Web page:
Yunnan is home to 24 of China's 55 ethnic minorities and to a third of China's non-Han population. Nearly half of the province's population of over 45 million is non-Han.
Yunnan has been part of China since the mid-1200s when Kublai Kahn overthrew the Song Dynasty. He brought Yunnan under the rule of his Yuan Dynasty and, in the process, made China bigger than ever before.
Over hundreds of years the country's various central governments have made erratic efforts to Sinicize Yunnan. But despite these efforts, ethnic minority people in numerous pockets of the province resisted Han influence. Especially in remote areas along the mountainous western border, minority people retained strong local cultural identities.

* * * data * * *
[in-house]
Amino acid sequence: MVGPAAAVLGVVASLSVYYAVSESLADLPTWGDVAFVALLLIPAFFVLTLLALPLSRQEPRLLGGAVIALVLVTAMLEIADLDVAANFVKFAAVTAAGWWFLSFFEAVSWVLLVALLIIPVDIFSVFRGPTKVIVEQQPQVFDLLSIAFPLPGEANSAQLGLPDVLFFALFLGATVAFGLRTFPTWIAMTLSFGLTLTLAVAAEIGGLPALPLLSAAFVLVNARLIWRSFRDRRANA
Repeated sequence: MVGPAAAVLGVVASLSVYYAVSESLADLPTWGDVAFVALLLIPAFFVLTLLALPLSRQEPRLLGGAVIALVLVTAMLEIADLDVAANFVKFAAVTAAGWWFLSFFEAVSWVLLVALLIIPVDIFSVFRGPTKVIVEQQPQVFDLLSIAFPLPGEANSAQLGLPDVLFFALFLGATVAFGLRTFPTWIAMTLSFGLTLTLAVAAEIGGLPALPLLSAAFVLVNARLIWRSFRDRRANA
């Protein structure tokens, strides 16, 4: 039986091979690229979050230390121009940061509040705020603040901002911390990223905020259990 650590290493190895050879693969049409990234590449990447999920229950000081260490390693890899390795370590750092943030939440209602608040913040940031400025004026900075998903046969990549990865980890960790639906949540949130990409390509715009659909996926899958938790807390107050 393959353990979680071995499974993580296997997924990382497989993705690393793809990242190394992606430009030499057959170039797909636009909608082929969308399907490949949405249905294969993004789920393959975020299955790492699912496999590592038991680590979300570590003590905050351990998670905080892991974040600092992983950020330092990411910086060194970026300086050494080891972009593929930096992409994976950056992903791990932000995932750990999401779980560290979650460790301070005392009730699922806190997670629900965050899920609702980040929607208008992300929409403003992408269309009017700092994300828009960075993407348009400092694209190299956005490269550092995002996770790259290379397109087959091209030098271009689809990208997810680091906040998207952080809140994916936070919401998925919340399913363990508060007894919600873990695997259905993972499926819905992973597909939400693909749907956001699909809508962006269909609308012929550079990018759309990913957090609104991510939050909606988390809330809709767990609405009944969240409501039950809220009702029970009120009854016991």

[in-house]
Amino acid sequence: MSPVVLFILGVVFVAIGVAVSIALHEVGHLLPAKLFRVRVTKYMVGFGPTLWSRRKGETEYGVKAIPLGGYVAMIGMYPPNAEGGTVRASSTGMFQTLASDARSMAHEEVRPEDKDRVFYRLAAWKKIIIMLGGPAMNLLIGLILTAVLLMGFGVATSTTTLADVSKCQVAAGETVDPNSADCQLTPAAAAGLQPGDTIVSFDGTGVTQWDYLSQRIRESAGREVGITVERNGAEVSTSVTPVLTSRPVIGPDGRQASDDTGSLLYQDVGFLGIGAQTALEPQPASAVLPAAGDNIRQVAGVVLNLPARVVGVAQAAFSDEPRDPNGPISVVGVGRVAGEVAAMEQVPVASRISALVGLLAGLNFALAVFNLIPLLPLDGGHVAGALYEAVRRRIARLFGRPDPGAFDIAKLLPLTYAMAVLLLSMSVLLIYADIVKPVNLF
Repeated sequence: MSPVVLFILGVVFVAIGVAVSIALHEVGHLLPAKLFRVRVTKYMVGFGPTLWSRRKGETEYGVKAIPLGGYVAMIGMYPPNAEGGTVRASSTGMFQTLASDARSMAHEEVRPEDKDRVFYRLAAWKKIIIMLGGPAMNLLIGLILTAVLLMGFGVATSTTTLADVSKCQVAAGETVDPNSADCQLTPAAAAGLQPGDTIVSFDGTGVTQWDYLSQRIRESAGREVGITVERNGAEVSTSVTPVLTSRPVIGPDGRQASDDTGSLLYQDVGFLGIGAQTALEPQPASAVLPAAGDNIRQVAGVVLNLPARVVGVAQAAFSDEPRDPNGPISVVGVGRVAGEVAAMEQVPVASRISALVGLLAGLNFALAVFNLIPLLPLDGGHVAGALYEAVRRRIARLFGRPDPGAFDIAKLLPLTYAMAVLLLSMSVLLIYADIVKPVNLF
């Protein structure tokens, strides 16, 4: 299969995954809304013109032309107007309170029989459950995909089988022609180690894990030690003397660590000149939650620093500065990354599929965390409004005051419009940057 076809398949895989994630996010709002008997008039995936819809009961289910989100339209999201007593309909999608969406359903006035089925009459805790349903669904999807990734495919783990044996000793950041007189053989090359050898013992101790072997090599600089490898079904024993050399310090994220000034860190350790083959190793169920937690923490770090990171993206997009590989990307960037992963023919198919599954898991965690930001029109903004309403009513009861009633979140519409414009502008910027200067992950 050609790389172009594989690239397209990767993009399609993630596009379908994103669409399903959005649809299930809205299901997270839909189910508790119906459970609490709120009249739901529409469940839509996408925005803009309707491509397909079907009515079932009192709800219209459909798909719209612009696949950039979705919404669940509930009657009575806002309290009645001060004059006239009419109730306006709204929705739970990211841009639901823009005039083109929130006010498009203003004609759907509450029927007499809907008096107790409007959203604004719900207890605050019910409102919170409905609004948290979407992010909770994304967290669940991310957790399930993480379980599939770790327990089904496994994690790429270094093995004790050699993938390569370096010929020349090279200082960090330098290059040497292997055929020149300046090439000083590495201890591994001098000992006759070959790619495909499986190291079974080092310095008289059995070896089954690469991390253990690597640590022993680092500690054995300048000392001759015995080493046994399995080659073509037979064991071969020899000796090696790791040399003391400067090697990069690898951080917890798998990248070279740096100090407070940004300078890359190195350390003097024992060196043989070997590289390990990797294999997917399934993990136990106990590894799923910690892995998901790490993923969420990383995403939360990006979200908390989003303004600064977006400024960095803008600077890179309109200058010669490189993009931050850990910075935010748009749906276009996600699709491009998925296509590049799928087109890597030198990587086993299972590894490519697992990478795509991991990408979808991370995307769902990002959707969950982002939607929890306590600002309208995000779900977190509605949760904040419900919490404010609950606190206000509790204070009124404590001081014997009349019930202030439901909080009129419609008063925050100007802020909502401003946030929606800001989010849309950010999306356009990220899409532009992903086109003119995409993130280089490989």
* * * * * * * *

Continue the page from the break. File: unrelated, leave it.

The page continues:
During the Cultural Revolution there was a renewed effort to stamp out ethnic cultural identity and bring all of China under a common Han cultural identity. Since the beginning of 'reform and opening up' in 1978, the central government has taken a different tack.
Today the Chinese government permits and even encourages ethnic minorities to practice their traditions, wear their traditional dress, speak their languages and celebrate their festivals as long as they don’t challenge the national unity. But it is an unwritten rule that no ethnic minority may revive traditional practices at odds with prevailing social norms.
Current government policy views Yunnan's ethnic minorities as a valuable tourist attraction. The province's advertising, directed primarily at tourists from other parts of China, presents its ethnic minorities alongside other scenic attractions.